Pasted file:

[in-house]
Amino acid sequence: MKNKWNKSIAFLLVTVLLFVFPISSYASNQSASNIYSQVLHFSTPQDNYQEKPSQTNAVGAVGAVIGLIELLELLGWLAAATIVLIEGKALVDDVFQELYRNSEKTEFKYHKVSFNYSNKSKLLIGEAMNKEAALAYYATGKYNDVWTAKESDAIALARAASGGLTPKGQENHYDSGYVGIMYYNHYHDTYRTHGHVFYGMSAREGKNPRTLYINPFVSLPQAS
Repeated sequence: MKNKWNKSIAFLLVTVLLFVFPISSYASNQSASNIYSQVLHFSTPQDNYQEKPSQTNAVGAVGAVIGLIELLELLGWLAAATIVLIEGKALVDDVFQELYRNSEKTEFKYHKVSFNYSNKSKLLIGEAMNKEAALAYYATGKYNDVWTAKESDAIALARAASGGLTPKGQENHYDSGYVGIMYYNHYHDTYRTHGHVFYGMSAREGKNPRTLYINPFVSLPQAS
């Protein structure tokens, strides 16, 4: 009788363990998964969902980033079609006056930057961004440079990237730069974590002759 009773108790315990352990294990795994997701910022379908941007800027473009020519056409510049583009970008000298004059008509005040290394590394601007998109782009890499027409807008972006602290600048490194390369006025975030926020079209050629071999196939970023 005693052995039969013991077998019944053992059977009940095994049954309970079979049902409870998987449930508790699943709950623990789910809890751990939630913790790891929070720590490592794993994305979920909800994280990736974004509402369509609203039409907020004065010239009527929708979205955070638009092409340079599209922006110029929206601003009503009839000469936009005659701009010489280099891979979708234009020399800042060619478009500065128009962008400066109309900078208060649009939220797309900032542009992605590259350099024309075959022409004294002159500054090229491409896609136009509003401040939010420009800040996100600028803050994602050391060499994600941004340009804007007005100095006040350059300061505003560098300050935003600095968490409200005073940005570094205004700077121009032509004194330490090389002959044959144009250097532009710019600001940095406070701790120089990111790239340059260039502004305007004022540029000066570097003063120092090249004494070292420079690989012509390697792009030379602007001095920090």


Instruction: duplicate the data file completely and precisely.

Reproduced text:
[in-house]
Amino acid sequence: MKNKWNKSIAFLLVTVLLFVFPISSYASNQSASNIYSQVLHFSTPQDNYQEKPSQTNAVGAVGAVIGLIELLELLGWLAAATIVLIEGKALVDDVFQELYRNSEKTEFKYHKVSFNYSNKSKLLIGEAMNKEAALAYYATGKYNDVWTAKESDAIALARAASGGLTPKGQENHYDSGYVGIMYYNHYHDTYRTHGHVFYGMSAREGKNPRTLYINPFVSLPQAS
Repeated sequence: MKNKWNKSIAFLLVTVLLFVFPISSYASNQSASNIYSQVLHFSTPQDNYQEKPSQTNAVGAVGAVIGLIELLELLGWLAAATIVLIEGKALVDDVFQELYRNSEKTEFKYHKVSFNYSNKSKLLIGEAMNKEAALAYYATGKYNDVWTAKESDAIALARAASGGLTPKGQENHYDSGYVGIMYYNHYHDTYRTHGHVFYGMSAREGKNPRTLYINPFVSLPQAS
């Protein structure tokens, strides 16, 4: 009788363990998964969902980033079609006056930057961004440079990237730069974590002759 009773108790315990352990294990795994997701910022379908941007800027473009020519056409510049583009970008000298004059008509005040290394590394601007998109782009890499027409807008972006602290600048490194390369006025975030926020079209050629071999196939970023 005693052995039969013991077998019944053992059977009940095994049954309970079979049902409870998987449930508790699943709950623990789910809890751990939630913790790891929070720590490592794993994305979920909800994280990736974004509402369509609203039409907020004065010239009527929708979205955070638009092409340079599209922006110029929206601003009503009839000469936009005659701009010489280099891979979708234009020399800042060619478009500065128009962008400066109309900078208060649009939220797309900032542009992605590259350099024309075959022409004294002159500054090229491409896609136009509003401040939010420009800040996100600028803050994602050391060499994600941004340009804007007005100095006040350059300061505003560098300050935003600095968490409200005073940005570094205004700077121009032509004194330490090389002959044959144009250097532009710019600001940095406070701790120089990111790239340059260039502004305007004022540029000066570097003063120092090249004494070292420079690989012509390697792009030379602007001095920090």